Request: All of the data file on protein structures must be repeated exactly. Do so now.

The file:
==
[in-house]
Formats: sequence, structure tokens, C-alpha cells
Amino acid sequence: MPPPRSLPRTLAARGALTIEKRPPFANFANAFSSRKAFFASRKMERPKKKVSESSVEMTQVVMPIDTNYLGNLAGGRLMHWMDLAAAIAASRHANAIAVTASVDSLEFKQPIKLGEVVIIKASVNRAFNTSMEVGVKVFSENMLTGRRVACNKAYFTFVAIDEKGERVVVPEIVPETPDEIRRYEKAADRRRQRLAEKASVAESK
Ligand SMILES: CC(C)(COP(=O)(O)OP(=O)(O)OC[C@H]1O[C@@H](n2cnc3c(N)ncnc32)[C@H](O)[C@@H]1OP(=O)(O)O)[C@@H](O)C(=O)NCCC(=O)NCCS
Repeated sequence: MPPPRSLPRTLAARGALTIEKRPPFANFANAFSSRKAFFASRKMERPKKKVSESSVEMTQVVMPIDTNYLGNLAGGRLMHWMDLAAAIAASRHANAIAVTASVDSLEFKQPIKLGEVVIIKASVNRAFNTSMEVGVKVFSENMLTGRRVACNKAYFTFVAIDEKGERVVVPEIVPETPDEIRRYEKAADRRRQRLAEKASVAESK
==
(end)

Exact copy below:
[in-house]
Formats: sequence, structure tokens, C-alpha cells
Amino acid sequence: MPPPRSLPRTLAARGALTIEKRPPFANFANAFSSRKAFFASRKMERPKKKVSESSVEMTQVVMPIDTNYLGNLAGGRLMHWMDLAAAIAASRHANAIAVTASVDSLEFKQPIKLGEVVIIKASVNRAFNTSMEVGVKVFSENMLTGRRVACNKAYFTFVAIDEKGERVVVPEIVPETPDEIRRYEKAADRRRQRLAEKASVAESK
Ligand SMILES: CC(C)(COP(=O)(O)OP(=O)(O)OC[C@H]1O[C@@H](n2cnc3c(N)ncnc32)[C@H](O)[C@@H]1OP(=O)(O)O)[C@@H](O)C(=O)NCCC(=O)NCCS
Repeated sequence: MPPPRSLPRTLAARGALTIEKRPPFANFANAFSSRKAFFASRKMERPKKKVSESSVEMTQVVMPIDTNYLGNLAGGRLMHWMDLAAAIAASRHANAIAVTASVDSLEFKQPIKLGEVVIIKASVNRAFNTSMEVGVKVFSENMLTGRRVACNKAYFTFVAIDEKGERVVVPEIVPETPDEIRRYEKAADRRRQRLAEKASVAESK